Indy Week’s Bob Geary poses a great question about – and to – the Democratic candidates for Governor and Lt. Governor. Today, five of the Democratic candidates released video messages opposing the Marriage Amendment that will appear on the May 8 primary ballot.
First this from Geary:
The two Lt. Gov. candidates have gone farther in their public comments, saying the amendment should be defeated so that state law can be changed.
Then Geary continues:
No such forward-looking remarks as yet from the gubernatorial candidates. State Rep. Bill Faison, former Congressman Bob Etheridge and the sitting Lt. Gov. Walter Dalton are standing pat on current state law as far as I know — and I have queried them on the subject to be sure they’re not advocating for change.
Great question from Geary. If someone believes the amendment is bad, then why would they not shout from the mountain tops about the need to change state law?
Get informed. Here are the websites of the two key advocates.
Against the Amendment:
For the Amendment:
From Triangle Business Journal comes the story of how SAS has done something really nice. Reporters from the NC State Technician couldn’t afford to make the trip to St. Louis to cover the Wolfpack.
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That’s where SAS came in, buying a full-page ad in today’s paper so the reporters could catch a flight out to St. Louis. As of midnight Thursday, six student journalists were on their way to St. Louis – pulling an all-nighter to get there by 2 pm today to cover their team from the press table, the floor, and the stands.
Federal News Radio reports on a new policy that allows the federal government to retain — for five years — information on U.S. citizens that have no ties to terrorism. Privacy advocates are rightly concerned.
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The new rules replace guidelines issued in 2008 and have privacy advocates concerned about the potential for data-mining information on innocent Americans.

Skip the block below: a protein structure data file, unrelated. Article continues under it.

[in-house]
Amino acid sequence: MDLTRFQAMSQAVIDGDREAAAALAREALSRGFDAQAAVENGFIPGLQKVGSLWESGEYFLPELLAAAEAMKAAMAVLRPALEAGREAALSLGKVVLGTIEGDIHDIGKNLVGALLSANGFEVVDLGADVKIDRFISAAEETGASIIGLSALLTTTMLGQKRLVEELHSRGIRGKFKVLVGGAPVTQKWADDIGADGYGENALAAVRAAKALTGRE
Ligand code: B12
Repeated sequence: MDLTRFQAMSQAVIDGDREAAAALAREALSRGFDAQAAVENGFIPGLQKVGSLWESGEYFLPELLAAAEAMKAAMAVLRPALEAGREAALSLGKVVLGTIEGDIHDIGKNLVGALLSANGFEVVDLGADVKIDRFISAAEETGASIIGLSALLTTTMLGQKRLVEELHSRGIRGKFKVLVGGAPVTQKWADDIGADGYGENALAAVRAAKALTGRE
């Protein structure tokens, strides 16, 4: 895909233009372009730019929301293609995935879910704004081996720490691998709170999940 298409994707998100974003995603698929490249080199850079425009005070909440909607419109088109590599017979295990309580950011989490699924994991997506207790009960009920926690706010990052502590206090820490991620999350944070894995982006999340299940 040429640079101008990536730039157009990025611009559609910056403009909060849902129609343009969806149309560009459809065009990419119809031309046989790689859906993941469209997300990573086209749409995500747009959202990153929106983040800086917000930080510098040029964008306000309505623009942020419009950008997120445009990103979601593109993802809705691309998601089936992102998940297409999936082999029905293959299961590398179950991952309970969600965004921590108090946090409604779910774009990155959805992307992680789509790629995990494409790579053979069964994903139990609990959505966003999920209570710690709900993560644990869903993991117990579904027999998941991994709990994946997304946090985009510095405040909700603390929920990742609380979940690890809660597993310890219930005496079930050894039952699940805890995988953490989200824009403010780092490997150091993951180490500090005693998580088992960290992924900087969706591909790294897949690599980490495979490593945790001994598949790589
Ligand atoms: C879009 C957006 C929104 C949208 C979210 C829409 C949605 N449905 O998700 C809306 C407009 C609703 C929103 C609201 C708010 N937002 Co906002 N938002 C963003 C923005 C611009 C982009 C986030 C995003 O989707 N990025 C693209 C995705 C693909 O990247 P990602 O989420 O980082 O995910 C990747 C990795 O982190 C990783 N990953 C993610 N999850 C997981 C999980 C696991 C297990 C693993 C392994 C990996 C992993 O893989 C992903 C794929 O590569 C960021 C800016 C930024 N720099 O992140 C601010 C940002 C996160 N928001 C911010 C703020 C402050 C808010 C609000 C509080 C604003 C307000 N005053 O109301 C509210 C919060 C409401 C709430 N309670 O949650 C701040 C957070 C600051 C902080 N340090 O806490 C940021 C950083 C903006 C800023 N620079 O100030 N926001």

“It is a vast expansion of the government’s surveillance authority,” Marc Rotenberg, executive director of the Electronic Privacy Information Center, said of the five-year retention period.
The government put in strong safeguards at the NCTC for the data that would be collected on U.S. citizens for intelligence purposes, Rotenberg said. These new guidelines undercut the Federal Privacy Act, he said.
“The fact that this data can be retained for five years on U.S. citizens for whom there’s no evidence of criminal conduct is very disturbing,” Rotenberg said.
“Total Information Awareness appears to be reconstructing itself,” Rotenberg said, referring to the Defense Department’s post-9/11 data-mining research program that was killed in 2003 because of privacy concerns.
Yesterday I blogged about two talented young ladies who, with the help of mom, have started a company that’s really taken off. Today comes this USA Today story about venture capital required to start a business, with a focus on why women with talent and cash aren’t putting their resources to work.
“Women have over 51% of the wealth in the U.S., but we do less than 10% of early stage investing,” Flanagan said. “We have women with talent and money sitting on the sideline.
“If we could get some of that money invested, we’d change the game,” she said. “We could break the cycle of lack of access to capital for women entrepreneurs.”
Imagine how much more prosperous our country would be if women, in particular, clearly understood the impact they can have by helping others — not just women – start new companies. Getting involved in philanthropic efforts is great, but so is providing the fuel for others to succeed in the marketplace.
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